eXXpedition has a proactive and passionate community who are always striving to make a bigger impact using their skills and experiences. In our community, we have sailors and digital nomads, as well as those who have run citizen science projects in their own communities.
Two of our most common questions we receive from inside and outside our community are ‘How can I organise my own expedition?’ or ‘How can I do more good through science when I go on my next adventure?’ When we received an email from ambassador and entrepreneur Lucy Cullen about her planned slow travel around South America, we organised an event to discuss what the key areas are that you need to think about when planning your own impactful trip.
This session was led by our founder Emily Penn, who highlighted the four key areas that you need to think about: science, storytelling, community and funding.
When science is carried out by non-scientists on expeditions, it is known as ‘citizen science’. It can be simple and require no equipment – such as collecting visual litter information for an app like the Marine Debris Tracker – or it can be more complicated and require detailed protocols and specialist equipment.
On eXXpedition voyages we utilise a manta trawl to collect microplastics. It’s built based on the spec suggested by the 5 Gyres institute, which means that the data is then comparable to data collected by other people all over the world with trawls built to the same specs. It’s good to note that you can also make more accessible trawl options from tights and a plastic bottle – easy to make but not good for comparing data to that collected by others as there would not be consistency in protocols. Particularly important for science papers! This doesn’t mean they don’t have value though, because citizen science can be used for public engagement, to communicate your own work and the importance within your own community.
Scientific permits – you need to approach governments for these and the process is different in each place that you apply. Allow as much time as possible to work out the process and allow them to check and approve. Lots of these permits require local scientific partners so keep that in mind when planning! If you are sailing offshore – more than 200 miles – then you are in international waters and you do not need a permit!
Telling your story is a key part of any expedition, because you can be doing the best and most powerful project in the world but if you do not communicate it then you are not going to make as large an impact. Social media is a great way to this (we previously ran a session on social media so we won’t cover this here) but it’s also important to think about writing a simple press release and sharing with local partners and local media. If you have a bigger budget then you can work with a PR expert to help you get it in front of the right people. And don’t be afraid to pick up the phone and call people – often you can get a stronger response if you can build a bit of a personal relationship.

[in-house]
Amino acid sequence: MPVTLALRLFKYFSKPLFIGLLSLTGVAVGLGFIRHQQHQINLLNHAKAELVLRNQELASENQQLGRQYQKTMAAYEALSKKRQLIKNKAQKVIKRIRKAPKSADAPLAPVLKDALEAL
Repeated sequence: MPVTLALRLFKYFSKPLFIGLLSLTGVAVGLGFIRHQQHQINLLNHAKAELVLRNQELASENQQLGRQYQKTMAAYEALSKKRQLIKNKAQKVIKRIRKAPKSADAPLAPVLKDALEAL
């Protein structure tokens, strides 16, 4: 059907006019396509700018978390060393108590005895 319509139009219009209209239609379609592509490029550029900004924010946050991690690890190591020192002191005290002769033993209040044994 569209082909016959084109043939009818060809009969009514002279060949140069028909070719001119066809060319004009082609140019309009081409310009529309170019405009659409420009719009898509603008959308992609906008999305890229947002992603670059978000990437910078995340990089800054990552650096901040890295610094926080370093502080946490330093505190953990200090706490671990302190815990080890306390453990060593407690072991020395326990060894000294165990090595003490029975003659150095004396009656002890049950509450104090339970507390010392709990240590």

Top Tip: Storytelling
eXXpedition’s Head of Communications Larissa Clark says, “Think outside of the media realm too when you are talking about storytelling – think about the stories you can tell in situ through talks. This could be in the places you visit or where you live. There is something really powerful and inspiring about sharing personal experiences.”
“Think outside of the media realm too when you are talking about storytelling – think about the stories you can tell in situ through talks. This could be in the places you visit or where you live. There is something really powerful and inspiring about sharing personal experiences.”
The scope of ‘community’ is really broad. It could be the people you meet and work with on your journey. It could be your remote community or your social media community. Make sure you are reaching out and making sure this stays fresh and live. We are facing such huge challenges and there is no way to solve them on our own as individuals. We can only be successful together.
It can take a while to work out the best funding model for you and your project, and each type of funding has its own pros and cons.
- Crowdfunding – time consuming to do effectively and can be slow to get traction. Need to focus on what the rewards are that you are providing and how much time / money they are going to cost you to produce. Targeted usually at individuals giving small donations.
- Corporate – businesses provide money to support your cause. This is usually in return for something so make sure you are clear on what value you will be bringing them, ie talks, consultancy, photos of you with their logo. You are more likely to get funding from businesses that have a personal connection to you – because they are from your town or because they already employ you!
- Grants or Government Funding – forms to apply can be time consuming and complicated to fill out. Be aware that you usually need to be able to provide data and stats for reporting so stay on top of this from the beginning. Timelines for receiving answers as to whether you are successful and receiving money into your account tend to be longer. Some funds are only available for incorporated organisations rather than individuals.
Top Tip: Insurance
You need to make sure you have insurance to cover your operations. One way of doing this is partnering with an organisation or company that already has insurance in place to deliver the activities – for example a paddleboarding provider.